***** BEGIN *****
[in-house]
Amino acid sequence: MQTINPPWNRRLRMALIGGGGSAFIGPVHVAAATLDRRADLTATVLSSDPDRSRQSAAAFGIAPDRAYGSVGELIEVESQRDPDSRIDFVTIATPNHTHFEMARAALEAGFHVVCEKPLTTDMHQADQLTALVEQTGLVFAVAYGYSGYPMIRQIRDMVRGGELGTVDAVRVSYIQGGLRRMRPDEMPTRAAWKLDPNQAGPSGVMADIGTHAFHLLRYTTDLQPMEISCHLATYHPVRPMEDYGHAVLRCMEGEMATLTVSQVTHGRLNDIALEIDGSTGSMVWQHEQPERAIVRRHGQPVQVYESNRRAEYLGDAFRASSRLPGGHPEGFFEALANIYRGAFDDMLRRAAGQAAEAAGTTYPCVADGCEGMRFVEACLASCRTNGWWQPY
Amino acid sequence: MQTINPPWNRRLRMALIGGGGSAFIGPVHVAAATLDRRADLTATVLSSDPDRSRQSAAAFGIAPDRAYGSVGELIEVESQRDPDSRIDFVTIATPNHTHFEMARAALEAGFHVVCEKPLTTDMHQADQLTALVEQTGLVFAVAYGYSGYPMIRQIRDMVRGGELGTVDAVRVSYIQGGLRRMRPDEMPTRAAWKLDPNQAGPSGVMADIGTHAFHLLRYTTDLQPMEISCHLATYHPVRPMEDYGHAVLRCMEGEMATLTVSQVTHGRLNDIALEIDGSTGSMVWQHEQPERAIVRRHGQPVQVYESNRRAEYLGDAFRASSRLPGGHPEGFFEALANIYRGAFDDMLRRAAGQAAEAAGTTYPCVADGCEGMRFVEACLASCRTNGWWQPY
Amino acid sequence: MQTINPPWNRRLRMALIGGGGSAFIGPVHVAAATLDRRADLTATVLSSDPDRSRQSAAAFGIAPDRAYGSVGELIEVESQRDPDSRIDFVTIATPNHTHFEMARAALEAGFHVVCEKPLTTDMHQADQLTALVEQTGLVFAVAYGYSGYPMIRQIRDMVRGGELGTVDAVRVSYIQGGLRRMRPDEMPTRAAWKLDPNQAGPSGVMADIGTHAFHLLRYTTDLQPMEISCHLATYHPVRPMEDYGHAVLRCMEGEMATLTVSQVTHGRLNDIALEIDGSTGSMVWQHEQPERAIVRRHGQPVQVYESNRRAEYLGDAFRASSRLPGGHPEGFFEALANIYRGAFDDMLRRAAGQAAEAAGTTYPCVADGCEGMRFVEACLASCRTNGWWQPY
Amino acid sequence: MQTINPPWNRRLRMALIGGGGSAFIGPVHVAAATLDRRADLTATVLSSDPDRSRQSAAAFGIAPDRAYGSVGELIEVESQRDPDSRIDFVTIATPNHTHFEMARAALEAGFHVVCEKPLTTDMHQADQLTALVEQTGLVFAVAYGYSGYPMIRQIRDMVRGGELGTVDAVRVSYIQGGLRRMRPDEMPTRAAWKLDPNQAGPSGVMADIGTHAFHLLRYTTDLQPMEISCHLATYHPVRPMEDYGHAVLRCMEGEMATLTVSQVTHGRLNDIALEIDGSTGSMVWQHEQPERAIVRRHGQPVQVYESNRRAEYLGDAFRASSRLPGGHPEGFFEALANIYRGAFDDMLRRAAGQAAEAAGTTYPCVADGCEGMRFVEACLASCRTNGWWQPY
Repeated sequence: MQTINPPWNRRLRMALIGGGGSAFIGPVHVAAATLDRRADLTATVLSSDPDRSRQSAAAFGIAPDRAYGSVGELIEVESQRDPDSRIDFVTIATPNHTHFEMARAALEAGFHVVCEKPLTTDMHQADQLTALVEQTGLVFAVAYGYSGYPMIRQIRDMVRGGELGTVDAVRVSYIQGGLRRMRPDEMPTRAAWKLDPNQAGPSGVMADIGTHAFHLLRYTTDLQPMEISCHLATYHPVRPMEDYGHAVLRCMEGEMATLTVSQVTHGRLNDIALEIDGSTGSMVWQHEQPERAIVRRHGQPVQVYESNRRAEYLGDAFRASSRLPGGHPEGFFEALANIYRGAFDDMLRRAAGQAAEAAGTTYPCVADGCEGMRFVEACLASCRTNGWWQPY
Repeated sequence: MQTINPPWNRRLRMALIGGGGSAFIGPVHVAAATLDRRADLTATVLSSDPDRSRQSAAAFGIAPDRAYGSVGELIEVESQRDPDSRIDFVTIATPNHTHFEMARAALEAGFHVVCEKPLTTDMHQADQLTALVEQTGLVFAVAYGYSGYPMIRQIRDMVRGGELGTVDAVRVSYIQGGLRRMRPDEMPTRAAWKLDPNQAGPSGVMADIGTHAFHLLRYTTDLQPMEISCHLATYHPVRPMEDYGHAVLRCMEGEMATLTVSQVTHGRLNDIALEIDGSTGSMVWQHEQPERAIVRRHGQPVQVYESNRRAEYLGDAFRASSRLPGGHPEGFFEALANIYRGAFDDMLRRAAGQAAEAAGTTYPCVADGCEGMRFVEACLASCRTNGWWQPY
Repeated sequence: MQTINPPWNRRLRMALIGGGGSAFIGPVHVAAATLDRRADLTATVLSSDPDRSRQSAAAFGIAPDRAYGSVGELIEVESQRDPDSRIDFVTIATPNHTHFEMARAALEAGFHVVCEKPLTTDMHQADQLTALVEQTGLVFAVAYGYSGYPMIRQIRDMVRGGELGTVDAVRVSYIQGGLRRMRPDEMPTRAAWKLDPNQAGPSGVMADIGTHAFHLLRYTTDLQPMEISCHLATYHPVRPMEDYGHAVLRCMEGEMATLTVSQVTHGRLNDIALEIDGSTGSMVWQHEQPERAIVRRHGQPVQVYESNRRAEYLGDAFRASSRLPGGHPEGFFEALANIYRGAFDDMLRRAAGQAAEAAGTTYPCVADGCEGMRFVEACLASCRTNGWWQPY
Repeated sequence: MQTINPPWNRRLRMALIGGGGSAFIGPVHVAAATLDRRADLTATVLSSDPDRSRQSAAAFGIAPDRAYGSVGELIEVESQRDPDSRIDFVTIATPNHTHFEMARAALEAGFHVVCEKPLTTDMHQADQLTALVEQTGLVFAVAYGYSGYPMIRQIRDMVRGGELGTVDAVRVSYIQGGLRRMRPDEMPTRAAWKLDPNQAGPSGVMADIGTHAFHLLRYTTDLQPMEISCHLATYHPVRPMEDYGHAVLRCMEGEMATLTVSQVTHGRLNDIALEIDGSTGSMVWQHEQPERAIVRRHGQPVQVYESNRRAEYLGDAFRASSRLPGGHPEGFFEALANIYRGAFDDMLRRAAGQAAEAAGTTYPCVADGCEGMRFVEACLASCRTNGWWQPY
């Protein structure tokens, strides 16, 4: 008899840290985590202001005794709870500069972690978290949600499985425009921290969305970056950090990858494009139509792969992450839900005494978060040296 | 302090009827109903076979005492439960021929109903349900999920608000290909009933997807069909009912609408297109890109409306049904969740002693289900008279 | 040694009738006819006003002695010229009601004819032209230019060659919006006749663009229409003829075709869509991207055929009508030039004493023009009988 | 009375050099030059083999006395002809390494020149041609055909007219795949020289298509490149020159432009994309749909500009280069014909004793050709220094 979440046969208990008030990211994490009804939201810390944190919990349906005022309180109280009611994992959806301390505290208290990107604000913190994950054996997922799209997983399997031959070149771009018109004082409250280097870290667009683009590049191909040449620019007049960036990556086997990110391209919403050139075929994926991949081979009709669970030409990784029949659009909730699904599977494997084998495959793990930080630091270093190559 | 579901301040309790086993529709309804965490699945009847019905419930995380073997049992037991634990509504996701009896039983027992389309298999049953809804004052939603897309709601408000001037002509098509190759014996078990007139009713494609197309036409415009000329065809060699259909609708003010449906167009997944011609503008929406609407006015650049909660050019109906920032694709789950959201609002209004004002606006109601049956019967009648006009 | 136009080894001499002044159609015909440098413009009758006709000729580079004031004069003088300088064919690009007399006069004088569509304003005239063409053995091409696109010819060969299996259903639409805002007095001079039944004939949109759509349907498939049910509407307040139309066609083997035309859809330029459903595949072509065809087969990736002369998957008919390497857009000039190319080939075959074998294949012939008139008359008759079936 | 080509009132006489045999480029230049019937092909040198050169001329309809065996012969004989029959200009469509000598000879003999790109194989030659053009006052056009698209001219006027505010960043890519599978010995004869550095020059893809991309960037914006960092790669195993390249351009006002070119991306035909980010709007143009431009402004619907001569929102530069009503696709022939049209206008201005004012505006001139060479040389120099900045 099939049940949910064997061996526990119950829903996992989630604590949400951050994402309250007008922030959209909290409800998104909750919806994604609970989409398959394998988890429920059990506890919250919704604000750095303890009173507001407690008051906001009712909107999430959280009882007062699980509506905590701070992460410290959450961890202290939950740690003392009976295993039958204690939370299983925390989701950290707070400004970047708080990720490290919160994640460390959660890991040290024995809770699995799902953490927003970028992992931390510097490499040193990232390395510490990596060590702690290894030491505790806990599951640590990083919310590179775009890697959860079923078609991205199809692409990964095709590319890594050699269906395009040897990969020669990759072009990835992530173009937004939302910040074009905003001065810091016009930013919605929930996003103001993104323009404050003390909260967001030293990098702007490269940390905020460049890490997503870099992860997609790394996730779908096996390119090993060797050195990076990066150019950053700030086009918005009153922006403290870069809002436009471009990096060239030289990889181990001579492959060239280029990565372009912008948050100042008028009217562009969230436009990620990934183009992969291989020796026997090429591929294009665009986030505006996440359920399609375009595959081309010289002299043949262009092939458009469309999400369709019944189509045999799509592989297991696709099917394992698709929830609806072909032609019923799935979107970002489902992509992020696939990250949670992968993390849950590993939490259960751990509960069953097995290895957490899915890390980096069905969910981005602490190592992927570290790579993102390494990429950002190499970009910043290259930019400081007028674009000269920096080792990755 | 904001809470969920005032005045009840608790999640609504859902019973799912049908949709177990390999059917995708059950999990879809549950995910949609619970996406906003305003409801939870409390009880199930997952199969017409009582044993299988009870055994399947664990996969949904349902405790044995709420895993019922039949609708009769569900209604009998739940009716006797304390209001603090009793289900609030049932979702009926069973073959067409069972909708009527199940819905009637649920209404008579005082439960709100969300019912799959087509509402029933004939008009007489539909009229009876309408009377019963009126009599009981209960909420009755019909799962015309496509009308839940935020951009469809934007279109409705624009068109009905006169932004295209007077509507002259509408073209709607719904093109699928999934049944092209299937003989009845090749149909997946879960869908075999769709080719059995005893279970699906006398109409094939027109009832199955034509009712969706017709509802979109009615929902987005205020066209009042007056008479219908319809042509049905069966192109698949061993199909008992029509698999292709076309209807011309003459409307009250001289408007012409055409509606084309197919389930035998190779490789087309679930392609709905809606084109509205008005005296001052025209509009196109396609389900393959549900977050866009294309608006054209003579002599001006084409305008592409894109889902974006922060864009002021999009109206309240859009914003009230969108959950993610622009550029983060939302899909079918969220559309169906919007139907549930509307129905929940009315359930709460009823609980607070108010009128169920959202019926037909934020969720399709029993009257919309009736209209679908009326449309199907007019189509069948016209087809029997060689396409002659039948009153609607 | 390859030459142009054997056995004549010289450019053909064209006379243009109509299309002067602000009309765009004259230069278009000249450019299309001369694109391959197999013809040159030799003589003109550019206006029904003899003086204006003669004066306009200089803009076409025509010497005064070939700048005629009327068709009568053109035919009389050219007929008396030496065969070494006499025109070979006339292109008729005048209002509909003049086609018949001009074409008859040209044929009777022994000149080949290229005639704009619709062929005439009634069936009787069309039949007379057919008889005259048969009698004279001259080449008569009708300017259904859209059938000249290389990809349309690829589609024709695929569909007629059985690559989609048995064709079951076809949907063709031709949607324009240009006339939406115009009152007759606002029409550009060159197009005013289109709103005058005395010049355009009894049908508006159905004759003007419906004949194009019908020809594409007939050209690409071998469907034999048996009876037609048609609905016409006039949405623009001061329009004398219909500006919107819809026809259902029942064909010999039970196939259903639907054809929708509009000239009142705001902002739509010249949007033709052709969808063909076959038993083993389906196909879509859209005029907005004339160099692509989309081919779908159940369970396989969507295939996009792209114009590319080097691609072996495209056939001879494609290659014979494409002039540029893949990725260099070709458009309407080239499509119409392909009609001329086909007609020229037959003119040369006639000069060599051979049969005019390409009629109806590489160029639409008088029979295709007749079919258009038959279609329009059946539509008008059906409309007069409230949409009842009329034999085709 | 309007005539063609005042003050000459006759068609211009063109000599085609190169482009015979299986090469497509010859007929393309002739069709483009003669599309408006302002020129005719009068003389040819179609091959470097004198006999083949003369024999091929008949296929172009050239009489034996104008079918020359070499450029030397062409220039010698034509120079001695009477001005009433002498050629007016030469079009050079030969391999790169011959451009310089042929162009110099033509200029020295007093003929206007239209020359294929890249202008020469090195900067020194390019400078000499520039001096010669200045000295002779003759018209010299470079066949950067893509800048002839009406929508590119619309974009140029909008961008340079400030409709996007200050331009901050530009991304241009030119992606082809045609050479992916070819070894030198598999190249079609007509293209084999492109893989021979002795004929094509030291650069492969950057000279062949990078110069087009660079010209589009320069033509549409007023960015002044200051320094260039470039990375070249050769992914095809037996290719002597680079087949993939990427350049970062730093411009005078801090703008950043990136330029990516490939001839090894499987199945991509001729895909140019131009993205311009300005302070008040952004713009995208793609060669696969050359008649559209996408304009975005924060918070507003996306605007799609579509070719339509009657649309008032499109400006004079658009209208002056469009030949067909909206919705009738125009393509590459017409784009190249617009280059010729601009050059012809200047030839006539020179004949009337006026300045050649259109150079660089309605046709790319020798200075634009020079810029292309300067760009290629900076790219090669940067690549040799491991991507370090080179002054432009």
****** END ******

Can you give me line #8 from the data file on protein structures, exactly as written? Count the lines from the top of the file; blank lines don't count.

Repeated sequence: MQTINPPWNRRLRMALIGGGGSAFIGPVHVAAATLDRRADLTATVLSSDPDRSRQSAAAFGIAPDRAYGSVGELIEVESQRDPDSRIDFVTIATPNHTHFEMARAALEAGFHVVCEKPLTTDMHQADQLTALVEQTGLVFAVAYGYSGYPMIRQIRDMVRGGELGTVDAVRVSYIQGGLRRMRPDEMPTRAAWKLDPNQAGPSGVMADIGTHAFHLLRYTTDLQPMEISCHLATYHPVRPMEDYGHAVLRCMEGEMATLTVSQVTHGRLNDIALEIDGSTGSMVWQHEQPERAIVRRHGQPVQVYESNRRAEYLGDAFRASSRLPGGHPEGFFEALANIYRGAFDDMLRRAAGQAAEAAGTTYPCVADGCEGMRFVEACLASCRTNGWWQPY